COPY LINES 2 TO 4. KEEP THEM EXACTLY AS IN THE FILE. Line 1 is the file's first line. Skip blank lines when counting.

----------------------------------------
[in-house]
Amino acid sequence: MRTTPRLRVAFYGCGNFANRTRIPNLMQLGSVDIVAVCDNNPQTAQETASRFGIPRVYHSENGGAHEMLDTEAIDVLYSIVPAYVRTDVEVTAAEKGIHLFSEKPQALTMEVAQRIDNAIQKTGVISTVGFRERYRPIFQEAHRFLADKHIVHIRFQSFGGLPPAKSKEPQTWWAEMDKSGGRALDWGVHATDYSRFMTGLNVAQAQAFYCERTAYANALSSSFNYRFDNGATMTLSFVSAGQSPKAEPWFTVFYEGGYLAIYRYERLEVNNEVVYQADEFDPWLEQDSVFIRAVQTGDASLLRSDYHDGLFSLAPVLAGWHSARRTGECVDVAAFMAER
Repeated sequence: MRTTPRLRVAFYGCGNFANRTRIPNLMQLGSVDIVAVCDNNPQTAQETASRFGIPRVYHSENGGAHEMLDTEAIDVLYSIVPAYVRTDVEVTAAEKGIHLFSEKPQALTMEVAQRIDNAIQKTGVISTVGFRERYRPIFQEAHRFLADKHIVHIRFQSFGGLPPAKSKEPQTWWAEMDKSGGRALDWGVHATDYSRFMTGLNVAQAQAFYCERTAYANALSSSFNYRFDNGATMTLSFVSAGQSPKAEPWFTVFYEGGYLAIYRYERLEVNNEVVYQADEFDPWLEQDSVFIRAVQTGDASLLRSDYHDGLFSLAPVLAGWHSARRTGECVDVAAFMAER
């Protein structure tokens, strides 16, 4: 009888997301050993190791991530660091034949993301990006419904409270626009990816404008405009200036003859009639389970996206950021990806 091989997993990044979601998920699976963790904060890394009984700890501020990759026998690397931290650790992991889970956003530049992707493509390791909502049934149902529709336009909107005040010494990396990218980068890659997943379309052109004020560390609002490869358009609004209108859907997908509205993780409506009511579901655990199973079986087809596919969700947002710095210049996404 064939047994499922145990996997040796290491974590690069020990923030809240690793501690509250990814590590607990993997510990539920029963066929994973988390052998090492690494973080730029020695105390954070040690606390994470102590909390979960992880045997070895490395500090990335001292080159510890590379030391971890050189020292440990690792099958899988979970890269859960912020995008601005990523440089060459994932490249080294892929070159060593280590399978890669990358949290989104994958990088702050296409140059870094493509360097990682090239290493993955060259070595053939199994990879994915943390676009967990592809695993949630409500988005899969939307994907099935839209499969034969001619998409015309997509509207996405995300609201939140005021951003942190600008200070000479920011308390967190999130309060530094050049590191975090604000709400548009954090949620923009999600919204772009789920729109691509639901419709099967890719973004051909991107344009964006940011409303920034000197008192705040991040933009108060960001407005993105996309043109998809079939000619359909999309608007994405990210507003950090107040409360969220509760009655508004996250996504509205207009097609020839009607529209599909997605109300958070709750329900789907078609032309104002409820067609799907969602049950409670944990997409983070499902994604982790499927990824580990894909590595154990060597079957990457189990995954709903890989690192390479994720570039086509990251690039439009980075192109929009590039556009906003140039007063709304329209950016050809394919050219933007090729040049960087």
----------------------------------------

Amino acid sequence: MRTTPRLRVAFYGCGNFANRTRIPNLMQLGSVDIVAVCDNNPQTAQETASRFGIPRVYHSENGGAHEMLDTEAIDVLYSIVPAYVRTDVEVTAAEKGIHLFSEKPQALTMEVAQRIDNAIQKTGVISTVGFRERYRPIFQEAHRFLADKHIVHIRFQSFGGLPPAKSKEPQTWWAEMDKSGGRALDWGVHATDYSRFMTGLNVAQAQAFYCERTAYANALSSSFNYRFDNGATMTLSFVSAGQSPKAEPWFTVFYEGGYLAIYRYERLEVNNEVVYQADEFDPWLEQDSVFIRAVQTGDASLLRSDYHDGLFSLAPVLAGWHSARRTGECVDVAAFMAER
Repeated sequence: MRTTPRLRVAFYGCGNFANRTRIPNLMQLGSVDIVAVCDNNPQTAQETASRFGIPRVYHSENGGAHEMLDTEAIDVLYSIVPAYVRTDVEVTAAEKGIHLFSEKPQALTMEVAQRIDNAIQKTGVISTVGFRERYRPIFQEAHRFLADKHIVHIRFQSFGGLPPAKSKEPQTWWAEMDKSGGRALDWGVHATDYSRFMTGLNVAQAQAFYCERTAYANALSSSFNYRFDNGATMTLSFVSAGQSPKAEPWFTVFYEGGYLAIYRYERLEVNNEVVYQADEFDPWLEQDSVFIRAVQTGDASLLRSDYHDGLFSLAPVLAGWHSARRTGECVDVAAFMAER
């Protein structure tokens, strides 16, 4: 009888997301050993190791991530660091034949993301990006419904409270626009990816404008405009200036003859009639389970996206950021990806 091989997993990044979601998920699976963790904060890394009984700890501020990759026998690397931290650790992991889970956003530049992707493509390791909502049934149902529709336009909107005040010494990396990218980068890659997943379309052109004020560390609002490869358009609004209108859907997908509205993780409506009511579901655990199973079986087809596919969700947002710095210049996404 064939047994499922145990996997040796290491974590690069020990923030809240690793501690509250990814590590607990993997510990539920029963066929994973988390052998090492690494973080730029020695105390954070040690606390994470102590909390979960992880045997070895490395500090990335001292080159510890590379030391971890050189020292440990690792099958899988979970890269859960912020995008601005990523440089060459994932490249080294892929070159060593280590399978890669990358949290989104994958990088702050296409140059870094493509360097990682090239290493993955060259070595053939199994990879994915943390676009967990592809695993949630409500988005899969939307994907099935839209499969034969001619998409015309997509509207996405995300609201939140005021951003942190600008200070000479920011308390967190999130309060530094050049590191975090604000709400548009954090949620923009999600919204772009789920729109691509639901419709099967890719973004051909991107344009964006940011409303920034000197008192705040991040933009108060960001407005993105996309043109998809079939000619359909999309608007994405990210507003950090107040409360969220509760009655508004996250996504509205207009097609020839009607529209599909997605109300958070709750329900789907078609032309104002409820067609799907969602049950409670944990997409983070499902994604982790499927990824580990894909590595154990060597079957990457189990995954709903890989690192390479994720570039086509990251690039439009980075192109929009590039556009906003140039007063709304329209950016050809394919050219933007090729040049960087």